All I can say is that if you’d like to give a call, I’ll be very glad to hear from you!

(Forget my number? Don’t worry, I’ve got you covered)

My Number: 416-777-0780
My Email: Pinglis@rostie.com

You can also see all of our current opportunities by clicking here.

Rostie and Associates Recruiter Advertisement

Using an External Recruiter for your next Hire

No matter how great the job, finding top-tier talent to fill your vacant position can be difficult; proving to be exhausting mentally, emotionally, and financially.

While companies regularly feel that they are better off conducting these searches on their own, utilizing an external recruiter can help you navigate a lot of these challenges and save your Human Resources team, or hiring manager, a huge headache.

External Recruiters can save your Human Resources department a lot of time, allowing them to focus on their other duties. HR departments can often get overrun with resumes, leaving them combing through applications for hours on end.

Using an External Recruiter ensures that the resumes your HR department does see are those of first-class candidates. Having Recruiters conduct these searches and preliminary interviews helps you focus on the finer details.

Additionally, external Recruiters have their fingers on the pulse of the industry and marketplace… I mean, it’s their job. They have a multitude of contacts to work from and have an ever-growing knowledge of hiring trends in the industry. They know which companies are hiring, downsizing, or holding tight, they also know where the top talent is on the market.

Partnering with a recruiting firm will provide your company access to this information and expertise.

Often, there’s an attractive candidate you have in mind but can’t necessarily contact, and nobody likes a poacher. Utilizing an External Recruiter allows you to connect with individuals that you would otherwise not be able to due to contractual constraints or industry standards.

Whatever your challenge may be, Rostie & Associates can help you overcome it. With nearly 30 years of experience, Rostie & Associates are the perfect partners for your next opening.

For more information about the services offered at Rostie & Associates, feel free to visit our website www.rostie.com or call us toll-free 1-800-647-0780.

We look forward to finding your your next hire!

Working hard is fun

Working for a Living

I’m more for working, than inspirational quotes – go away with your Live, Laugh & Love – but one quote I particularly do like is sometimes attributed to Confucius; “Choose a job you love, and you will never have to work a day in your life.“. Most definitely words to live by.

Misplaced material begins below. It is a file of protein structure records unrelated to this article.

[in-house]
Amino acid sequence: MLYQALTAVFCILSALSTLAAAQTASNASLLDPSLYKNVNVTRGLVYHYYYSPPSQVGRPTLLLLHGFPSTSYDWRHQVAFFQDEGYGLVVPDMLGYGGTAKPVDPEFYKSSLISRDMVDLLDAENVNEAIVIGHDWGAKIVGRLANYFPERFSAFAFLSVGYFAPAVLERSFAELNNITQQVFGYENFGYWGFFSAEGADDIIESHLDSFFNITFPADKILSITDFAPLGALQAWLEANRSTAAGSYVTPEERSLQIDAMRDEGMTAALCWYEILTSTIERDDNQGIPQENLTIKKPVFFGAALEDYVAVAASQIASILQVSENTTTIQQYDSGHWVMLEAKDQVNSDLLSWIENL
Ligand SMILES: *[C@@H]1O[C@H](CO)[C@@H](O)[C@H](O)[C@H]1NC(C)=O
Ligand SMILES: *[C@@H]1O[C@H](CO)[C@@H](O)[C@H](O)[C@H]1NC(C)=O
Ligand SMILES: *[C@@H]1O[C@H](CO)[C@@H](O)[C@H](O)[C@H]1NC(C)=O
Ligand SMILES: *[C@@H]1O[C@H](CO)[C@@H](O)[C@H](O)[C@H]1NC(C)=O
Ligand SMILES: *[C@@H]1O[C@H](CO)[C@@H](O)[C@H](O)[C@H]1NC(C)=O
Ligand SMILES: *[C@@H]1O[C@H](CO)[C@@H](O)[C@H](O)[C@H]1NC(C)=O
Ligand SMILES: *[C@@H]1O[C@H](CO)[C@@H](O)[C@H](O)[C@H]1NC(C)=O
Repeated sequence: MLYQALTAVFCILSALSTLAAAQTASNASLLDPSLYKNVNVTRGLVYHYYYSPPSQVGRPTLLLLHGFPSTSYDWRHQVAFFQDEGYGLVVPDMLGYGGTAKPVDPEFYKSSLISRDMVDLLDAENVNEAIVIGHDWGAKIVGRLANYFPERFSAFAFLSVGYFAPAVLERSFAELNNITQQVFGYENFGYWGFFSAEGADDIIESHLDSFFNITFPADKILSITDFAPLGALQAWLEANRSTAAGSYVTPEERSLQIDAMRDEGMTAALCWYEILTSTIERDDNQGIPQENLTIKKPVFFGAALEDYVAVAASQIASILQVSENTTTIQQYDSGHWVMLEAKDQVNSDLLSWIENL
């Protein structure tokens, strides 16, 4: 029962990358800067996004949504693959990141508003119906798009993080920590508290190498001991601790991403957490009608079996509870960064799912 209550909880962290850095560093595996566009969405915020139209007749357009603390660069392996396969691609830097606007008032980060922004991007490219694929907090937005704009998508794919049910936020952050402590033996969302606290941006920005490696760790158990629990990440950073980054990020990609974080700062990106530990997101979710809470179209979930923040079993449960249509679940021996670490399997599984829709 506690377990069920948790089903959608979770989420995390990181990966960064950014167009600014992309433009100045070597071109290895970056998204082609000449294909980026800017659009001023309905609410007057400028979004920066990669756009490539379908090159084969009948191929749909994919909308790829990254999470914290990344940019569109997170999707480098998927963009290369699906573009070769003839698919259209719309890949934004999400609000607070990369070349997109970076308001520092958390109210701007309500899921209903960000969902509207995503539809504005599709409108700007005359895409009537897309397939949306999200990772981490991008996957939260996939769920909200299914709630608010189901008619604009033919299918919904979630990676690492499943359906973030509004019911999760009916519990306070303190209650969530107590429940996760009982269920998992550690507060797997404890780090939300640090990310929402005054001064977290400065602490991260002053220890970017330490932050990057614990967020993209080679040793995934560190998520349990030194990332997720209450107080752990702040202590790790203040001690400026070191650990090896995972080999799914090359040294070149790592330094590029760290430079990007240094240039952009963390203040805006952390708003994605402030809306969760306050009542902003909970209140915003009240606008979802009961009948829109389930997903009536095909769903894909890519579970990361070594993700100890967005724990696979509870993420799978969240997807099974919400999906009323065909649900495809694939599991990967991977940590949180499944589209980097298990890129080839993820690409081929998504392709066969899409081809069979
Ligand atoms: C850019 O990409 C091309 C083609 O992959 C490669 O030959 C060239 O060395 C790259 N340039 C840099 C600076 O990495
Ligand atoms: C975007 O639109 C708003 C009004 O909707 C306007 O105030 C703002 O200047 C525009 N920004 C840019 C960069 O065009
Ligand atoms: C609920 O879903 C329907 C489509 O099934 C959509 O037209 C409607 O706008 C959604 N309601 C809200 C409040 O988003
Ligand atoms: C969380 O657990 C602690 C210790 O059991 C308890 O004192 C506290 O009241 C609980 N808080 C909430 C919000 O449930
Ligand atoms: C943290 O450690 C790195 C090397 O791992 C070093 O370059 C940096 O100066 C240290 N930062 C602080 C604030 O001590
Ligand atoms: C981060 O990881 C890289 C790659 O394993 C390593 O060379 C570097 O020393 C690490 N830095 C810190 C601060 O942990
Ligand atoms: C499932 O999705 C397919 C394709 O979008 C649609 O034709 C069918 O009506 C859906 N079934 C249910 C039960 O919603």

It is fair to say that we don’t all find our passion, much as we may want to. Life sometimes gets in the way and we have responsibilities and people relying on us. We do what we have to do pay the bills. Or maybe we just made a wrong turn – zigged when we should have zagged.

I have been so very fortunate in that I did find a job that I love – being a recruiter. Very fortunate indeed because it is an avenue I had never considered exploring but someone I knew and respected told me I could do it and gave me a chance.

This was a mid, work-life career change for me and I could have easily missed it – so if you don’t love your job, don’t give up, it could still happen!

I’m not saying I’m tip-toeing through the tulips every day but I can’t imagine doing anything else.

Like a lot of us in the city, I work in a large office building and I frequently over-hear people on the elevators complaining about their work, their boss, their co-workers, their hours, their commute, pretty much anything and everything to do with their job. I just feel so bad for them – just listening to it brings me down, let alone living it every day. We’ve probably all held a job or two that had us clock watching, dreading Mondays and working for the weekend. It’s just not fun. (Soul sucking comes to mind!)

However, you still have to make the most of it because spending 40 hours a week in a job you hate is simply no way to live. While there are probably a few exceptions, I would think every job has a silver lining of some sort. Maybe you have an amazing boss, work with a great team, have the opportunity to try new things, just some aspect of your workday that you enjoy.

So, if you are one of those people that are simply working for a living, do try to find something positive to get you through the day or, if there’s really nothing, maybe it’s time to make a move, find a new job or, if you’re really lucky, your new career doing something you love.

Open Mind new career

Keeping an Open Mind, and Open Inbox

Technology has made it easier than ever to contact someone. From online directories to LinkedIn messages, it’s never been easier to get a hold of someone. With that in mind, people aren’t always as receptive to being contacted and can be less than eager to start a conversation with an unknown recruiter. Even if you’ve got the perfect job, at the perfect company, with the perfect compensation, there’s nothing wrong with having a quick discussion to keep your options open.

Recruiters aren’t just for people looking to make a career shift, so being receptive to a conversation can be a big asset right now, or later down the road. Accepting that invitation to connect or hopping on a phone call can help you survey the land and see what’s out there. It allows you to find out more about hiring trends in your industry, and perhaps what is happening with your competitors. More importantly it can help you get a sense of what your worth, and what others in your line of work are getting paid. Finding out what someone with your experience and qualifications is getting for compensation is a great asset when it comes time to negotiate bonuses, pay increases or new job offers.

Similarly, career shifts aren’t always well planned and can be hard to predict. Making your next move can be a stressful process, which is why having someone in your corner can be such a great help. Taking that conversation, and building a relationship, with a recruiter now can go a long way down the road when you’re looking for your next job.

At the end of the day you never know where you’re going to be in a few years and who may be of help. Relationship building and creating connections is always an asset. The bigger your network, the more opportunities that are available to you. So next time you get approached by a recruiter, even if you’re not interested in making a career change, take the call and see where it goes.

On the other hand, if you ARE looking for your next career change, or just want to see what’s out there, take a look at our available jobs, or drop us a resume.